Even if you are unable to take the time to fully follow the scheduled times/distances, make sure you walk at least 30 minutes every day to keep the consistency part going. Once you reach 20 or 30 days in a row, you will be more highly motivated to keep it going, if for no other reason than to just avoid the dreaded "Day One" all over again.


Training Definitions

Use these definitions in conjunction with the training schedule


With that in mind, we have "uncomplicated" our training recommendations so that it easier to follow and stick with for the next few months. Below are a few definitions that will help as you read the schedule and get started on it.


1. Run/Power Walk/Gym - This means exercising with a purpose for the time allotted. This is an aerobic exercise so if you are running or walking make sure you are building and maintaining a pace that gets your heart rate and respiration elevated. Keep it going during your entire workout.


2. Incline Walk - Walk uphill! It is as simple as that. 50% of your hike and 75% of your energy will be spent walking uphill. Much of it is very steep. For this exercise, stair climbers in the gym or stairs in a local building, stadium work really well. 


3. Get your mind right! If you are not used to hiking DOWN hill first, then back up, try it. It has a different feel than loops or out and back activities. Have someone drop you off 3 or 4 kilometers downhill from your house with only your regular gear, water, a snack and your phone. Now walk home. Build this up until you are doing several a week until you can comfortably do 12 to 14k.


4. Hike (Sundays and Midweek) - Get out in nature and hike. The goal is for you to develop the dexterity, balance, and stamina for walking on uneven, rocky and inconsistent surfaces and pitches that make up a forest or mountain trail.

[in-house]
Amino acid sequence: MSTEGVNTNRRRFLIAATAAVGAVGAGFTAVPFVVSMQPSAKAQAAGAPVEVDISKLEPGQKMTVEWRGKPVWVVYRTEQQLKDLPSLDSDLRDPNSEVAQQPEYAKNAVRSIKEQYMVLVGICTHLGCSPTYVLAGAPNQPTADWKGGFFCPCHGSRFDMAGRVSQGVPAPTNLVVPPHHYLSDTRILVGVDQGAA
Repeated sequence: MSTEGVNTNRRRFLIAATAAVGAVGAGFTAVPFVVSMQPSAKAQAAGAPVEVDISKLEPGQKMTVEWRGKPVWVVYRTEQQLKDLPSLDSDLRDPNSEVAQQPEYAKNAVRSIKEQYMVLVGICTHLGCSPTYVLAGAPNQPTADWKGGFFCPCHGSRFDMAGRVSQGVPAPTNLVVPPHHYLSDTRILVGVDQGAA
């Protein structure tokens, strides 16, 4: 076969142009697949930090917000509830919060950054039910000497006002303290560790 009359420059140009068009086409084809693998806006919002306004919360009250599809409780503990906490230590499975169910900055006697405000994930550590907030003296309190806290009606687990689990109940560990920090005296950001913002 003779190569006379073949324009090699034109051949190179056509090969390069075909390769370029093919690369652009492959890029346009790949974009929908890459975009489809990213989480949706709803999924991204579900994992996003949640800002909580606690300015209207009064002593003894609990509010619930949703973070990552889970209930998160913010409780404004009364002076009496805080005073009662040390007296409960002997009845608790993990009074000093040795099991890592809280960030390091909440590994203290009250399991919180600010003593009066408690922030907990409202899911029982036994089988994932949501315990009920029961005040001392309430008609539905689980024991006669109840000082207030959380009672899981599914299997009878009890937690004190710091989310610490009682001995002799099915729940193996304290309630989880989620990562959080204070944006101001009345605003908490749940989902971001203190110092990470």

5. Hike (Saturdays) - This hike should be something you set up that will challenge your strength, endurance, agility, and motivation. It is meant to be a harder hike than the Sunday or midweek hikes and is designed to help you develop your sense of commitment to a longer hike. Remember, hiking down is optional. Hiking back up is mandatory. Approach these training hikes with that mindset.


6. Keep Your Walk Consistent - Roll/ Walk - Just do a purposeful walk or roll anywhere you can for 30 minutes each day. Home, work, airport - anywhere that is convenient. The key is to keep your consistency streak going!


As a general reminder, while you prepare yourself mentally and physically for the hike, keep in mind that unless you live in an area where the elevation is 7000' and in a dry desert, you can't fully duplicate the environment that you will experience in Grand Canyon. As we stated before, while you can never really know how the environment will affect you until you arrive at the Canyon, you can increase your ability to cope with the added physical stress by increasing your endurance and lung capacity as you train. 


"When you are moving, look down!
When you are looking up, stop moving!" 


That's Right. Put down your mouse, plug in your earbuds or grab a friend and go for a ROLL or WALK! 




iConquer Adventures

6635 W Happy Valley Road

Suite A104-410

Glendale, AZ 85310   USA


USA & Canada  -  800.295.WALK

International  -  +1 623.561.0846


© 2019 iConquer Adventures